Üdvözöljük to Hungarian, one of Europe’s most curious languages
Arriving in Hungary one damp Easter Sunday a couple of years ago, I was greeted by a sign at the train station reading: “Üdvözöljük Miskolcon!”
Beneath it was the translation: “Welcome to Miskolc!”
Those were to be the last three recognizable words that I read or heard in the following 24 hours.
I quickly realized that the traveler's usual trick of listening out for familiar-sounding words wasn’t going to be very productive in Hungary.
Because while the Hungarian language does use Latin characters, that’s where its kinship to virtually any other European tongue ends.
Few words in Hungarian, including place names, are easily recognizable to foreigners.
All Greek to me?
“All Hungarian” might be a better expression for something truly incomprehensible.
"I'm headed for, um ... "
As a traveler, you know you have a problem when you can't even pronounce the name of the place you want to go to.
Looks straightforward -- although in fact Hungarians pronounce the “s” as a “sh,” so it's actually something like “Buda-pesht.”
Alright, not too tough.
Applying that first rule and another -- that “c” is pronounced like “ts” -- gives you “Mish-kolts.”
Excellent! You might actually end up at your destination.
But the city of Nyíregyháza?
And as for Székesfehérvár …
Hungarian is unrelated to any of its neighboring language groups -- Germanic, Slavic or Romance -- which between them encompass 95% of what the rest of Europe speaks.
There are various theories about Hungarian’s origins, but its grammar and vocabulary suggest links to Finnish (and its close cousin, Estonian) and a handful of languages spoken in Russia -- together known as the Finno-Ugric languages.
Yet Hungary is not, like Finland, on the edge of Europe but slap-bang in the middle of it.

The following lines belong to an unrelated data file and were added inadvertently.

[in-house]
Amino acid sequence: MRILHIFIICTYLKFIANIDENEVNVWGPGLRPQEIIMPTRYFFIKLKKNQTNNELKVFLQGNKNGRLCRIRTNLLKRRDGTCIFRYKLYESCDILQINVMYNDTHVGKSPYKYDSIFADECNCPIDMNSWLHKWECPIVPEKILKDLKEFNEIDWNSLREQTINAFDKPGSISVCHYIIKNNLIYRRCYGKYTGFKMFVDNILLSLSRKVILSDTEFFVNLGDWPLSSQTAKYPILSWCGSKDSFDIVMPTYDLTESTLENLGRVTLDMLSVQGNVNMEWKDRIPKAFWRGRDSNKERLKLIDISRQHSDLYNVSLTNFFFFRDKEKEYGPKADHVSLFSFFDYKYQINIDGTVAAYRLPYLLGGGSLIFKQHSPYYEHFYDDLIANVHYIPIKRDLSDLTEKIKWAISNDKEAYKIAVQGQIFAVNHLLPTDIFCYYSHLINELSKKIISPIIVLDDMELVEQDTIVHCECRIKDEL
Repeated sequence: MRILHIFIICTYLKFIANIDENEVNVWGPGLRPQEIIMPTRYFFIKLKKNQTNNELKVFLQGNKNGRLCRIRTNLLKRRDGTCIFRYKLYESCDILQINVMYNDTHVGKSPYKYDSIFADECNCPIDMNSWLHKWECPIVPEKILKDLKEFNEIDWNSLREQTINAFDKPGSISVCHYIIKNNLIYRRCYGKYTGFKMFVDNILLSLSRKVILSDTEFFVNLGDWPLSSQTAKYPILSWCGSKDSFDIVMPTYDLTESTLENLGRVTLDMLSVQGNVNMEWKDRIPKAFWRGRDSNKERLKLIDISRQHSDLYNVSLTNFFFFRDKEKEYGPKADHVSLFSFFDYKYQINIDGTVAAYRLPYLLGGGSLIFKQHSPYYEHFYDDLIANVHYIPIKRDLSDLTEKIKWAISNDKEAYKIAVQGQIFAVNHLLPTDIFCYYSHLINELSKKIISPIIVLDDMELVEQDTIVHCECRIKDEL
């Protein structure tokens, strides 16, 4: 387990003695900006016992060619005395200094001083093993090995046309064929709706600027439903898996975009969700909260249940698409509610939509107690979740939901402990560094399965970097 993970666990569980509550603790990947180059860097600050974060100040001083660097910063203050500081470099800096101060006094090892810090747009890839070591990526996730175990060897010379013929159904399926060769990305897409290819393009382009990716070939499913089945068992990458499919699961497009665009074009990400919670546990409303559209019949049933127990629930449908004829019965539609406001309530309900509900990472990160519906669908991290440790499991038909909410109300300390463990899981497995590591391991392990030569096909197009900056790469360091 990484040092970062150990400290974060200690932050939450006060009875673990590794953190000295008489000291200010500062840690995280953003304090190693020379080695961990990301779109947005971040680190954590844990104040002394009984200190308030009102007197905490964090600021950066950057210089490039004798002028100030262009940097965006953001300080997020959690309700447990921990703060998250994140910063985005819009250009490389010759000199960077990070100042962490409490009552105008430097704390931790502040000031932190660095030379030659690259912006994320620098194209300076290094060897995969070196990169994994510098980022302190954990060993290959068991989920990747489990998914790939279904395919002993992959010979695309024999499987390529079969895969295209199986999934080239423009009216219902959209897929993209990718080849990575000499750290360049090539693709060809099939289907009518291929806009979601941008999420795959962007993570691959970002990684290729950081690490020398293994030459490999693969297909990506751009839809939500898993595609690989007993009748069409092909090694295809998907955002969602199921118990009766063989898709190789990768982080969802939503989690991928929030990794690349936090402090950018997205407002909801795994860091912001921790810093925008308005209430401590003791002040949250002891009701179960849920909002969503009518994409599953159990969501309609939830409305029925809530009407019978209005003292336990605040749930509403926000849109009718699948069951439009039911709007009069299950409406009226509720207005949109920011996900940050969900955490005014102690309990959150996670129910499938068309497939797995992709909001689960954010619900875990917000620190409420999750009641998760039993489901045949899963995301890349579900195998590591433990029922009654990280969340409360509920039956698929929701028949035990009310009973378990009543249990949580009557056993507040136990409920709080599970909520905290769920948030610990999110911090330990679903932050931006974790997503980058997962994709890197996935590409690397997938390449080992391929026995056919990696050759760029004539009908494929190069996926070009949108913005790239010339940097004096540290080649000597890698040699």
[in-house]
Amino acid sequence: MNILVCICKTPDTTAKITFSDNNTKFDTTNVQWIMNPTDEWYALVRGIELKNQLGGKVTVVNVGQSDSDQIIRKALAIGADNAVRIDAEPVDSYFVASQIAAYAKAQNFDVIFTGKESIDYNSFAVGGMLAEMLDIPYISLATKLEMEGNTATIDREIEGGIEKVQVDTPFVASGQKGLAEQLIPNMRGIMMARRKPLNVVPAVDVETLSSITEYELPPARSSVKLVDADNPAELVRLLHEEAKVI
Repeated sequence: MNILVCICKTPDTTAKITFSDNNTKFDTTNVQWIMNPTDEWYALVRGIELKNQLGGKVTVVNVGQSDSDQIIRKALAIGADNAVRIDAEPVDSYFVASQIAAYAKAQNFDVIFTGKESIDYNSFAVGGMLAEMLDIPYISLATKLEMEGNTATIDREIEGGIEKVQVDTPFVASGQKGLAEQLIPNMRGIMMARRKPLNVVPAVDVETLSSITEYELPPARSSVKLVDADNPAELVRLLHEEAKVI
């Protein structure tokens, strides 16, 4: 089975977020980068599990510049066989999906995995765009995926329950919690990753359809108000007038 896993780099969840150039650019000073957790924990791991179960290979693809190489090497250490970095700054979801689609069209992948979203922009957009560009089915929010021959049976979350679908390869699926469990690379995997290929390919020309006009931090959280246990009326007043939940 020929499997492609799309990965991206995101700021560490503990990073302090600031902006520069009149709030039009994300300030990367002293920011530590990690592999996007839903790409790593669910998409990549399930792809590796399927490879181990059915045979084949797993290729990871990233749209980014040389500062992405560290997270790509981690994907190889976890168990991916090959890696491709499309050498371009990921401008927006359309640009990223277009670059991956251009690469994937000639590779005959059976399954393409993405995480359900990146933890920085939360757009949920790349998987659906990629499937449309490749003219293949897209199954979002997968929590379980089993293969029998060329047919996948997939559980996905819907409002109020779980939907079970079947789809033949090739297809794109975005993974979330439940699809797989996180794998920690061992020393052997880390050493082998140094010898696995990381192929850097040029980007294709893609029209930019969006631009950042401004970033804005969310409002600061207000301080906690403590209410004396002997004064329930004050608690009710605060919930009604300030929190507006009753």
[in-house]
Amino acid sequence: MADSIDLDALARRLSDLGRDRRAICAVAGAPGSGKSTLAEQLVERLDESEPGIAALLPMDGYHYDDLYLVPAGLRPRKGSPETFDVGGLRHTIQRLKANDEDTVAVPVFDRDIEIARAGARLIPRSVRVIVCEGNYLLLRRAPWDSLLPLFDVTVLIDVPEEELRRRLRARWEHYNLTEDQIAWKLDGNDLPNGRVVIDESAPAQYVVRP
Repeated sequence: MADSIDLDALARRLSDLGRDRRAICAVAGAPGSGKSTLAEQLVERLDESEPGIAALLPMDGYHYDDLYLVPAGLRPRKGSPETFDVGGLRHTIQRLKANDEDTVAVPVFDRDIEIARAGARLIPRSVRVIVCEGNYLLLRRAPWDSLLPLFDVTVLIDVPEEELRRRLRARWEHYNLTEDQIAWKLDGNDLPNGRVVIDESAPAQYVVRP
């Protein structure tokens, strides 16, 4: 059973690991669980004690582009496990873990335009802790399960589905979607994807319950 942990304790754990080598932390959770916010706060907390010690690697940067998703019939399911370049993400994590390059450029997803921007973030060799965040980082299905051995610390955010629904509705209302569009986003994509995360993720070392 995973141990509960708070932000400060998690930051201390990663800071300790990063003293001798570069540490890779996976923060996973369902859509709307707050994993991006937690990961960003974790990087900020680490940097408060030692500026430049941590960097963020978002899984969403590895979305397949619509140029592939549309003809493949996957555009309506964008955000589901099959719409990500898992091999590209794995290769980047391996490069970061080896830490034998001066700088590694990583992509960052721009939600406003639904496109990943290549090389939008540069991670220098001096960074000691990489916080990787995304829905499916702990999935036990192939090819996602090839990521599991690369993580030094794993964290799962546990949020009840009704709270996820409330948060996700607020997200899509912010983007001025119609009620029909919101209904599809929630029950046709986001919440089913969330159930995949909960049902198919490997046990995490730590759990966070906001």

For that reason it’s traded words with some of the continent’s big linguistic players.
Hungarian has provided English with a few notable words, for instance, coach, saber, paprika and, of course, goulash (though be warned this is normally a soup, rather than a stew, in Hungary).
And although it’s borrowed some English and other foreign words in turn, there are fewer than you might expect and you won’t come across them -- or recognize them when you do -- very often.
Sea of words
To visit Hungary is to immerse yourself in a melodic sea of unfamiliar and sometimes rather long words.
Dr. István Lanstyák is a professor of linguistics at Comenius University in Bratislava, Slovakia, and one of the millions of native Hungarian speakers living in the countries surrounding Hungary.
He says that all the long words in Hungarian are partly due to the historic influence of German, which loves to stick shorter words together to create enormously long ones.
Lebensabschnittpartner, for example, is a German word for “lover.”
As for Hungarian, numerous word endings defining things such as case, possession and number get stuck together to create some formidable tongue-twisters.
Even if you can’t understand the result, it can still sound rather pleasant -- one Hungarian I spoke to said her (non-Hungarian) boyfriend described her conversations with her mother as “singing.”
The melody of the language is actually formalized in a rule that requires different forms for each word ending depending on the length of the preceding syllables, in order to maintain “vowel harmony.”
It’s as if in English we were obliged to speak in rhyming couplets.
Young speak English
Dr. Lanstyák says that, as a rule, younger Hungarians will speak some English, while middle-aged people often have only their native tongue -- they might have refused to learn Russian under communism or have since forgotten it.
The older generation will often speak German as a second language.
Alas, many public transport, post office and even tourism sector employees fall into the middle category.
Don't despair: The consensus among visitors and foreign residents, at least in Budapest, seems to be that although you may not understand them, enough of them will still understand you.
Show map, point
A couple of post-grad students I spoke to who were studying in Budapest said that they survived there barely knowing any of the language -- one admitted she knew "about five words."
Their advice? Carry a map -- asking for directions can be difficult with the tricky pronunciation of Hungarian names.
Dr. Lanstyák has another suggestion.
Hungarian has more international words than it might first appear, he says.
Restaurants, for instance, normally carry the unguessable moniker “vendéglő” or “étterem,” but Hungarians also use the word “resti” (pronounced “resh-tee”).
So try pronouncing a few English, German or French words creatively, the professor says.
In Miskolc, I used impassioned gestures to board a tram in the city, find a room and order a meal.
But perhaps I was lucky with that sign.
Visitors to the city are now greeted with a new one -- in Old Hungarian.
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